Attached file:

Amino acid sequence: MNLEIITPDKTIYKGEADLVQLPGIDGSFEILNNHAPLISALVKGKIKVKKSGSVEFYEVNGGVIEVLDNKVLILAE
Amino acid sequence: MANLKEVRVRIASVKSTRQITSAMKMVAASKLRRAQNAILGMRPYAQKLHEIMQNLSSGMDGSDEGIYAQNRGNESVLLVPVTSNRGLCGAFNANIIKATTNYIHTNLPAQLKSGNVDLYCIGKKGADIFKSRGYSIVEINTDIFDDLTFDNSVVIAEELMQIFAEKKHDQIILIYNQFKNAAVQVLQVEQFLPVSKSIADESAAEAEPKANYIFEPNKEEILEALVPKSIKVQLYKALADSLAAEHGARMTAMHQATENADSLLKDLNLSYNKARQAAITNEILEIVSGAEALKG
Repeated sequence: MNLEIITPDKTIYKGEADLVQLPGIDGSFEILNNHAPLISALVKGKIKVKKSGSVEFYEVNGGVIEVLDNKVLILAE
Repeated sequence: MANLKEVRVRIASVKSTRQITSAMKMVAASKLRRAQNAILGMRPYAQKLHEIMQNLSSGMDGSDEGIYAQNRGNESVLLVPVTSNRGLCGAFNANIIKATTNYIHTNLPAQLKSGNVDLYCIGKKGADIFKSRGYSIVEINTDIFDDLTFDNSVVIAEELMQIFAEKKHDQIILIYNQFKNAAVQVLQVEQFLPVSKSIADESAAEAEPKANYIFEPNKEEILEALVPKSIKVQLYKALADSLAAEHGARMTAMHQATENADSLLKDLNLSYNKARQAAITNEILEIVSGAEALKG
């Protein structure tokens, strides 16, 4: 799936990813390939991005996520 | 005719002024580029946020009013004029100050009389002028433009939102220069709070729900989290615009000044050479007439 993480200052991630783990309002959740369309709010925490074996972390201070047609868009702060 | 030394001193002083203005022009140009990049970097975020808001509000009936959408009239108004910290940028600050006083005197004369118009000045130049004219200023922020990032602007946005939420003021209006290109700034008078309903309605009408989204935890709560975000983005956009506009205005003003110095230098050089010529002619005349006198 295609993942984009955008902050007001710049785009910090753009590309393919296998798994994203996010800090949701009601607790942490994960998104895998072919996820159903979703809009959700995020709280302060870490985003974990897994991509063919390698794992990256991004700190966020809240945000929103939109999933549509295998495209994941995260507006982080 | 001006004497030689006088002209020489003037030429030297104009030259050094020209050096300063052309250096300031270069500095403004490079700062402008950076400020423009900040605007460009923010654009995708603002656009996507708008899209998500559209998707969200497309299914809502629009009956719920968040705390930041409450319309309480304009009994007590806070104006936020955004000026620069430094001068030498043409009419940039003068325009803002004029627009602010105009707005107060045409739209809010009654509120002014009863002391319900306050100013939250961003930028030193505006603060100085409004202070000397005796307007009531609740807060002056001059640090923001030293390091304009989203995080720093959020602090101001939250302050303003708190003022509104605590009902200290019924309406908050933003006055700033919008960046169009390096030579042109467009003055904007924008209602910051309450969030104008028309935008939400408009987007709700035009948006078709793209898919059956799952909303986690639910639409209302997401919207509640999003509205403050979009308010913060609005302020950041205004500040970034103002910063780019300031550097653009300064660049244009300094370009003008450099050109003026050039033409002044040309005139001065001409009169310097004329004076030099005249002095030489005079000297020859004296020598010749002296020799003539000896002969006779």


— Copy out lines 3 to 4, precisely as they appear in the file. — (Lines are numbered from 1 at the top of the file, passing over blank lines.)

Repeated sequence: MNLEIITPDKTIYKGEADLVQLPGIDGSFEILNNHAPLISALVKGKIKVKKSGSVEFYEVNGGVIEVLDNKVLILAE
Repeated sequence: MANLKEVRVRIASVKSTRQITSAMKMVAASKLRRAQNAILGMRPYAQKLHEIMQNLSSGMDGSDEGIYAQNRGNESVLLVPVTSNRGLCGAFNANIIKATTNYIHTNLPAQLKSGNVDLYCIGKKGADIFKSRGYSIVEINTDIFDDLTFDNSVVIAEELMQIFAEKKHDQIILIYNQFKNAAVQVLQVEQFLPVSKSIADESAAEAEPKANYIFEPNKEEILEALVPKSIKVQLYKALADSLAAEHGARMTAMHQATENADSLLKDLNLSYNKARQAAITNEILEIVSGAEALKG